I’d like to help Jack and Sue Guenza. A late spring storm interrupted their Mexican vacation, and they assumed their travel insurance would cover them. But, of course it didn’t, which is why they’re here now, asking the E-Team to do its thing.
A quick fix isn’t always in the cards which is one of the reasons I’m writing about this. The wheels turn slowly, and sometimes not at all, when it comes to travel insurance. Add a delay that may or may not be related to the weather, and you have today’s conundrum.
The Guenzas had booked a package at the Club Med Ixtapa Pacific, which included accommodations, resort fees and airfare on Delta Air Lines. They also bought insurance through CSA.
“We were to depart San Francisco on a Saturday morning with a stop in Los Angeles, and arrive at the resort late in the afternoon,” he remembers.
Didn’t happen. Instead, a storm forced their airline to reroute them. Their new route would fly them to Atlanta on a redeye and then Mexico City — a circuitous path that made them miss a day of their vacation. Instead of taking the new flight, they canceled their vacation.
“When we applied for reimbursement from CSA insurance for our out-of-pocket expense to Club Med for $3,740 and $130 in miscellaneous expenses, our claim was denied,” he says.
The reason: He says Delta didn’t list the correct reason for the flight delay.
“Delta said our flight was delayed due to crew-related issues,” he says. ” No mention of the obvious weather problems at all.”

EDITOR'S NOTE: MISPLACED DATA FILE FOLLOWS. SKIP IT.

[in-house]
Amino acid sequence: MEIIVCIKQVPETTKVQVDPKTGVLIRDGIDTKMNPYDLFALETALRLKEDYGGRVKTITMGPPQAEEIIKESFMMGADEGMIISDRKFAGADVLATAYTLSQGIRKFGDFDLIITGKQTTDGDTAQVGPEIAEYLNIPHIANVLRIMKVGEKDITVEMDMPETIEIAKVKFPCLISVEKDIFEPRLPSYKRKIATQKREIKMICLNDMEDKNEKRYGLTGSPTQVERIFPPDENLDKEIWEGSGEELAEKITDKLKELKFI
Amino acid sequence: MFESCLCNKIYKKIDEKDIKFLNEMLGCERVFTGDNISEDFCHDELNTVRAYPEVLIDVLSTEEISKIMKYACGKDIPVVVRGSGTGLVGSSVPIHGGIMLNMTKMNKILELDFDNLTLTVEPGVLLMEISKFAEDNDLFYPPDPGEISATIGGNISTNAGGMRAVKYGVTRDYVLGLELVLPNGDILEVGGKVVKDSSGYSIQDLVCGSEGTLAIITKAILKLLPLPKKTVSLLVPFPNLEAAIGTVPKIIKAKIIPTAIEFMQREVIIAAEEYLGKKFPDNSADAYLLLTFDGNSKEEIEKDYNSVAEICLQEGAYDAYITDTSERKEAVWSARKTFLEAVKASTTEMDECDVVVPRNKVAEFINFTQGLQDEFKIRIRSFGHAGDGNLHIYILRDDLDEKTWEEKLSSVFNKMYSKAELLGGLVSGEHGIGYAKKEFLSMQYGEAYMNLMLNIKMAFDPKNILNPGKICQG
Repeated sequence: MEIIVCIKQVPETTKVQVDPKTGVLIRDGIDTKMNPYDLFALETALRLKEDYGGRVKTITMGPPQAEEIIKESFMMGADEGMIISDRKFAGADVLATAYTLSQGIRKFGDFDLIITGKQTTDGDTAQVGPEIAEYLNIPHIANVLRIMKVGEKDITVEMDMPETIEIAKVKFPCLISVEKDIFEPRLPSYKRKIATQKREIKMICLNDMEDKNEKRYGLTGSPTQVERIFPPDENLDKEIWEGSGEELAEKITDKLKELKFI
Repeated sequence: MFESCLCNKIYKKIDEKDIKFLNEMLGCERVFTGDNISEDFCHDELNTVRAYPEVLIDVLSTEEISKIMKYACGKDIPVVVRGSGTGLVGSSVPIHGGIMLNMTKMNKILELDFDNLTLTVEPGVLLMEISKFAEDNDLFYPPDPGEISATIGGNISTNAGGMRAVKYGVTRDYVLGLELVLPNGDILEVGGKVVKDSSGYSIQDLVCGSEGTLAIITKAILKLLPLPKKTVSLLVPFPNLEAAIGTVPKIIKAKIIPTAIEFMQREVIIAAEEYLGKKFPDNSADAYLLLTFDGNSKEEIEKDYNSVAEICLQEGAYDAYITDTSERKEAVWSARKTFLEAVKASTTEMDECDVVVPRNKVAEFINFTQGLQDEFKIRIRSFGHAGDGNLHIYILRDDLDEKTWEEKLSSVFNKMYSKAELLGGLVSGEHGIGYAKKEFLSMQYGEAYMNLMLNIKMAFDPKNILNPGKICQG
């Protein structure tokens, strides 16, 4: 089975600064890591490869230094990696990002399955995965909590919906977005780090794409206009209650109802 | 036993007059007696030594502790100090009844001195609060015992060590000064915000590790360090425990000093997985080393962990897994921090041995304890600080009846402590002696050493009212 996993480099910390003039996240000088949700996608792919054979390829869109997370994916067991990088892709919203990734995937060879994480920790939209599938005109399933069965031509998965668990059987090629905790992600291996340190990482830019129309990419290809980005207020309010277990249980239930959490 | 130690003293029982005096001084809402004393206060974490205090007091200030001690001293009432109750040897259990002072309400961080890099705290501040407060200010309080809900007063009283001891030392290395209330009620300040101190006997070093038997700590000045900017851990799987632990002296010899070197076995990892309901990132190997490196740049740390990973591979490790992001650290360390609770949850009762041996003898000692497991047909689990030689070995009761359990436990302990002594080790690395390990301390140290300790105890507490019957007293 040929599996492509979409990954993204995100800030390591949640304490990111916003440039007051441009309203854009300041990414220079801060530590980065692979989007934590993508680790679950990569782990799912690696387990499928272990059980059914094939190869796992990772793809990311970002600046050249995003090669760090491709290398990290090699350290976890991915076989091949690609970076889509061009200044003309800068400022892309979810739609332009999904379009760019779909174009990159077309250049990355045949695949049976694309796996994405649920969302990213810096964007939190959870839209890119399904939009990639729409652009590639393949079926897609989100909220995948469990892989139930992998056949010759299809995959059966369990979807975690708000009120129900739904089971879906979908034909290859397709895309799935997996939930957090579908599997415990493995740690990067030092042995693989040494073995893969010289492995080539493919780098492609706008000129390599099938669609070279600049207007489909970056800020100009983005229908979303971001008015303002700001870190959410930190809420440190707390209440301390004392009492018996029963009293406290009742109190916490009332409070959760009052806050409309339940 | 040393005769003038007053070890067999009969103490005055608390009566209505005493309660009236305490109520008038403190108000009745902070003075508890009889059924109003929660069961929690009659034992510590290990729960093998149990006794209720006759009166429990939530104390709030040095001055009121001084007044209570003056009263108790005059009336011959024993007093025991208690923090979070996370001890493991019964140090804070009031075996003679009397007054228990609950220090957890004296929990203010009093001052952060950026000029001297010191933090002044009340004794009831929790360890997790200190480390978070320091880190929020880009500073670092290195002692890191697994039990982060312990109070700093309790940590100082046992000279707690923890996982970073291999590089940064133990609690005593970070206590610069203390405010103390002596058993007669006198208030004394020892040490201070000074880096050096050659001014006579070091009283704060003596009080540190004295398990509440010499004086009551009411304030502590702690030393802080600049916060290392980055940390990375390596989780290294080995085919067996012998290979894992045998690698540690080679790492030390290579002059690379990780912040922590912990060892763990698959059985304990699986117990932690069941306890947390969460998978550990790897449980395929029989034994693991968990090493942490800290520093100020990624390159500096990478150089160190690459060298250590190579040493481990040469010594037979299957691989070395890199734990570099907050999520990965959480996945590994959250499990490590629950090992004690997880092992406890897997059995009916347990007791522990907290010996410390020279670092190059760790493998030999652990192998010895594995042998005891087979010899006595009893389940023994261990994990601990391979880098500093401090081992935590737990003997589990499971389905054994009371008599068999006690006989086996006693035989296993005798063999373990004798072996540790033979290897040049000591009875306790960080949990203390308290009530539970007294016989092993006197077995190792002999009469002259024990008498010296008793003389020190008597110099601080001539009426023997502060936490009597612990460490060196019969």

Our advocacy team asked to see the paper trail between Guenza and CSA. Here’s the form he would have filled out. The delay should fall under a “covered” reason in his policy. That includes “common carrier delays and/or cancellations resulting from adverse weather, mechanical breakdown of the aircraft, ship, boat or motor coach that you were scheduled to travel on, or organized labor strikes that affect public transportation.”
So something else is going on here. It’s possible CSA would have covered a hotel for the couple if they’d decided to continue with their vacation. But they canceled.
Our team recommended Guenza contact Delta and CSA to ask for a more detailed explanation. Our own research suggests there were no delays that affected flights to Atlanta or Los Angeles on the day he traveled, so there’s probably more to this story than we know.
A denial letter would certainly help clear things up.
Once Guenza knows why he’s been turned down, he can appeal to someone higher up at CSA. We list the names and numbers of CSA’s executives on the site. If that doesn’t work, I’m happy to jump in and assist.
There’s a bigger issue here, of course. CSA sold him a policy that left Guenza with the impression that he’d be protected. So why wasn’t he protected?